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China stumps market, pushes yuan to 7-month highs

* Yuan's midpoint rate gets sharply strengthened

* Traders say big state-owned banks sold dollars to support yuan

* C.bank has 'let the yuan bulls loose' - analyst

* Offshore yuan has gained 2 pct in last six sessions (Adds detail of dollar sales, bylines)

SHANGHAI, June 1 (Reuters) - China's central bank on Thursday pushed the reference rate for the yuan up by 0.8 percent, the midpoint's second largest one-day appreciation since the currency was de-pegged from the dollar in 2005, as it wages war on depreciation expectations.

The spot rate followed suit, crossing the 6.8 per dollar level for the first time since Nov. 11 to trade at 6.7896 at 0450 GMT.

Traders said major state-owned banks were selling dollars, which helped keep the yuan strong. Many market participants believe dollar selling by the biggest state-owned banks in recent weeks has been a key part of government efforts to support the exchange rate.

The yuan has been guided about 1.5 percent higher against the dollar since May 24, when Moody's Investors Service downgraded China's sovereign credit rating for the first time since 1989.

In the offshore market, the currency has strengthened by about 2 percent over that period.

"The PBOC has let the yuan bulls loose in the China shop," said Stephen Innes, senior trader at OANDA in Australia, referring to the People's Bank of China.

"Needless to say, the market is a tad shell-shocked this morning while searching for some policy clarity from the PBOC."

Chinese stocks and the yuan have risen since the Moody's downgrade, and some analysts believe the hand of the state is behind moves designed to dissuade bears.

FIXING CHANGE

The government last week also announced a proposed new methodology for setting the yuan's midpoint, around which the currency is allowed to trade as much as 2 percent up or down.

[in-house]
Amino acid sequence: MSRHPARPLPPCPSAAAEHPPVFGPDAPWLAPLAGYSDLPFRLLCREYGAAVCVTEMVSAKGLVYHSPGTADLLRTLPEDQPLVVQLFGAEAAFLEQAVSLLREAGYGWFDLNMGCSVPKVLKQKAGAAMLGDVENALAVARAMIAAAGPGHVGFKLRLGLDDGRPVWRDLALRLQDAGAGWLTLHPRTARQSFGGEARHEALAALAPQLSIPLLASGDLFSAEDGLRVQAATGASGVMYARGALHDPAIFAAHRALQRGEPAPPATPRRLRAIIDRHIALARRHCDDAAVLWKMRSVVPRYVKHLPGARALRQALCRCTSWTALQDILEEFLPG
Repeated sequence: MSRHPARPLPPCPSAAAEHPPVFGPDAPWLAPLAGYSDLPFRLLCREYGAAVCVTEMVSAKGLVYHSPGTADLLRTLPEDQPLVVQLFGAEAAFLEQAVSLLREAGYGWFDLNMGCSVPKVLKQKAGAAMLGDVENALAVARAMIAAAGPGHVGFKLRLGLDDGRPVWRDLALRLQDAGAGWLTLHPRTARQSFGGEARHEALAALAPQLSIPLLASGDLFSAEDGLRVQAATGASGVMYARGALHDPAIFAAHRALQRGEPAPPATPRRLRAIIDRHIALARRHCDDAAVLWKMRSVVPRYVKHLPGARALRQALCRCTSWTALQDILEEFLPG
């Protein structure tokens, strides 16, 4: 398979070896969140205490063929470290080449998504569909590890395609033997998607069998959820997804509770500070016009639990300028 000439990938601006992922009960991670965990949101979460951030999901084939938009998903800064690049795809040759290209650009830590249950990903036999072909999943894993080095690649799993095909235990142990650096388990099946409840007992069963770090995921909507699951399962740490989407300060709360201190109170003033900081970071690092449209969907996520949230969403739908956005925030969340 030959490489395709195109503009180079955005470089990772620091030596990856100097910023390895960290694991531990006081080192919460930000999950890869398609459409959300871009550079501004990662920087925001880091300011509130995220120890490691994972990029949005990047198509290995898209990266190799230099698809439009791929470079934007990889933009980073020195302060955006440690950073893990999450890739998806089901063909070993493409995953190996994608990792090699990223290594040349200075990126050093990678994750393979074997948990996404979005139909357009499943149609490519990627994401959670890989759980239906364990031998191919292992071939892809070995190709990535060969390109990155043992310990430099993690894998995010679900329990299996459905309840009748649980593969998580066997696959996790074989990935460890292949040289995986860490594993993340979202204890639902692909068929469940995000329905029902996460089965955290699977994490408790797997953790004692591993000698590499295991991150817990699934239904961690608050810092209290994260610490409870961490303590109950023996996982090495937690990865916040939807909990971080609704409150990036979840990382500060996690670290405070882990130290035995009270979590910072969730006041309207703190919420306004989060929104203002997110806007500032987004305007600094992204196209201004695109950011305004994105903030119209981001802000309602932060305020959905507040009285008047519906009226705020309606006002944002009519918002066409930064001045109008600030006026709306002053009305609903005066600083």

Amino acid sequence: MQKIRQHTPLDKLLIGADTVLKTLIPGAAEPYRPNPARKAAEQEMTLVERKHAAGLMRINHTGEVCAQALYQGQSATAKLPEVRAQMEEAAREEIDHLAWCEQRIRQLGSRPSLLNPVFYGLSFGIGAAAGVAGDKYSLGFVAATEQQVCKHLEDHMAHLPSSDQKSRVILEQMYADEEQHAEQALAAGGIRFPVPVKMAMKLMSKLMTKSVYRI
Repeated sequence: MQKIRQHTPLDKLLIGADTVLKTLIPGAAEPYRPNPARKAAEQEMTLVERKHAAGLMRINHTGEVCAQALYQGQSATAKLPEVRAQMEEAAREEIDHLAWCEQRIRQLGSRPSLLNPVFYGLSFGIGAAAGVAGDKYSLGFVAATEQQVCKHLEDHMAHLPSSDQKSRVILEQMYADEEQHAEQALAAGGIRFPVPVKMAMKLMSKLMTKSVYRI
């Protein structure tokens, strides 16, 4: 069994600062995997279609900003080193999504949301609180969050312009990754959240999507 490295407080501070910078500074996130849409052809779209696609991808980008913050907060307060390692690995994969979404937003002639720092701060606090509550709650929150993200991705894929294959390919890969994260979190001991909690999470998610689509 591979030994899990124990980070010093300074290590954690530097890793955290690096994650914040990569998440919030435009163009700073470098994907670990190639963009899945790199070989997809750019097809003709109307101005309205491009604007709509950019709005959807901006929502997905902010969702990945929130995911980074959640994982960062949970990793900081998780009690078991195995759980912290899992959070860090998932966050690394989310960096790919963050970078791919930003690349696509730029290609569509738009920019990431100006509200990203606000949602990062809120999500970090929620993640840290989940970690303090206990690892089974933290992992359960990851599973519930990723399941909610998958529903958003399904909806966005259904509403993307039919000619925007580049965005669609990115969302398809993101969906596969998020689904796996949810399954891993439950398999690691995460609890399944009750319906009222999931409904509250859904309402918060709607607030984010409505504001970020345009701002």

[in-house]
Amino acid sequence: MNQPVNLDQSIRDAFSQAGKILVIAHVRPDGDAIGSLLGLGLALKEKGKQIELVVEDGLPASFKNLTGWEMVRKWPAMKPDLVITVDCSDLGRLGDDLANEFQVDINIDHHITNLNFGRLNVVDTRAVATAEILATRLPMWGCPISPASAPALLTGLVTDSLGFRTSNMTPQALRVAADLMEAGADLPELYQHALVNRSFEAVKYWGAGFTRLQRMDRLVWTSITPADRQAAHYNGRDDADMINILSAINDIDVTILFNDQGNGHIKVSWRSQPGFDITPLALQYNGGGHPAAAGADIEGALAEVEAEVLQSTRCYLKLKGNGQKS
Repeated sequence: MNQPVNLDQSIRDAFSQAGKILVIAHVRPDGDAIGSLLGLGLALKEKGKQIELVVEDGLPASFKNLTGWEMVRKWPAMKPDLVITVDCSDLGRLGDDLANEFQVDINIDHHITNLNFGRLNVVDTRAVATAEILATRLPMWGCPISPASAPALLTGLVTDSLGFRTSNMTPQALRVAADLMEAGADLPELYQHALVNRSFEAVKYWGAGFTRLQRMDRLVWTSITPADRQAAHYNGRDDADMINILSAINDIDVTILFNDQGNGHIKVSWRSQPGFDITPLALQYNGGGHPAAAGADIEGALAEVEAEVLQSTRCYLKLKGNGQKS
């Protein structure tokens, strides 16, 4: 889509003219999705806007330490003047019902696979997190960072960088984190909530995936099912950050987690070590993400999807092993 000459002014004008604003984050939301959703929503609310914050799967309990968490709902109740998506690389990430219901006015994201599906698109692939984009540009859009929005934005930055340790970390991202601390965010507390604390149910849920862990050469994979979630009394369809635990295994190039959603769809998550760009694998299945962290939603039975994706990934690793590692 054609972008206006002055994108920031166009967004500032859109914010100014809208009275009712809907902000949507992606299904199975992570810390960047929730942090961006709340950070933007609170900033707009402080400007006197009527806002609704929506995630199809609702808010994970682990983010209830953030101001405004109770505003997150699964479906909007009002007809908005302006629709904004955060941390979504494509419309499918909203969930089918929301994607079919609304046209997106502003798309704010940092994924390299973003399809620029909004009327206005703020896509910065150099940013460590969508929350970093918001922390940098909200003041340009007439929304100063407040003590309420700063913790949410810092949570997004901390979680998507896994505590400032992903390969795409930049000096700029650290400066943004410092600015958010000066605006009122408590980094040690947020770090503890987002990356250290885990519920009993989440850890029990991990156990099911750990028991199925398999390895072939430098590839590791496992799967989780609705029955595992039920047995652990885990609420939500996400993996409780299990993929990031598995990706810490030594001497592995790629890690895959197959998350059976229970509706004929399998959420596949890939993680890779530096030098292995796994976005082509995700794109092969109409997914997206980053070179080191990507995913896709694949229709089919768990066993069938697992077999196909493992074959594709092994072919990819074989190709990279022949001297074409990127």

The new mechanism would take into consideration "counter-cyclical factors", although no details were given. Traders and economists believe this potentially gives the central bank more leeway to fix the rate as it sees fit, irrespective of prevailing market conditions.

Last year, the yuan slipped some 6.5 percent against the dollar, and with uncertainty hanging over the Chinese economy and efforts to de-leverage the financial sector, many economists had forecast the slide would continue.

But so far this year, it has gained about 2.3 percent, and the appreciation of recent days has forced some analysts and investors to reconsider their outlook.

"The sudden surge in the yuan caused some panic among bank clients. Unlike the previous rallies in the yuan, this time, the one-way expectation of yuan depreciation has changed," a Shanghai-based trader at a Chinese bank said.

"Some clients were considering liquidating their dollar positions to stop loss. The next key level might be around 6.78 per dollar level," the trader said.

'RELATIVELY FRAGILE'

Financial News, a newspaper owned by the PBOC, said in a front page commentary on Thursday that adopting measures to stabilise expectations for financial markets and boost confidence is a good idea at a time when investor confidence was "relatively fragile".

"And it is more important to let the market understand that the Chinese economy has showed good and stable momentum, which would provide a solid base for stabilising development in the future," the paper said.

Traders last week said major state-owned banks were selling dollars in the onshore market - a move sometimes interpreted as part of the government's efforts to prop up the yuan.

On Thursday, the yuan midpoint was fixed at 6.8090 per dollar, lifting it 543 pips from the previous day's rate to its strongest level since Nov. 10.

Zhou Hao, an economist at Commerzbank in Singapore, said the administrative measures and market intervention could help stabilise the onshore and offshore yuan exchange rates, but there was "little fundamental support" for a stronger yuan.

"We still believe USD-CNY will spike up eventually," he said in a note. (Additional reporting by Yawen Chen in Beijing; Editing by Richard Borsuk)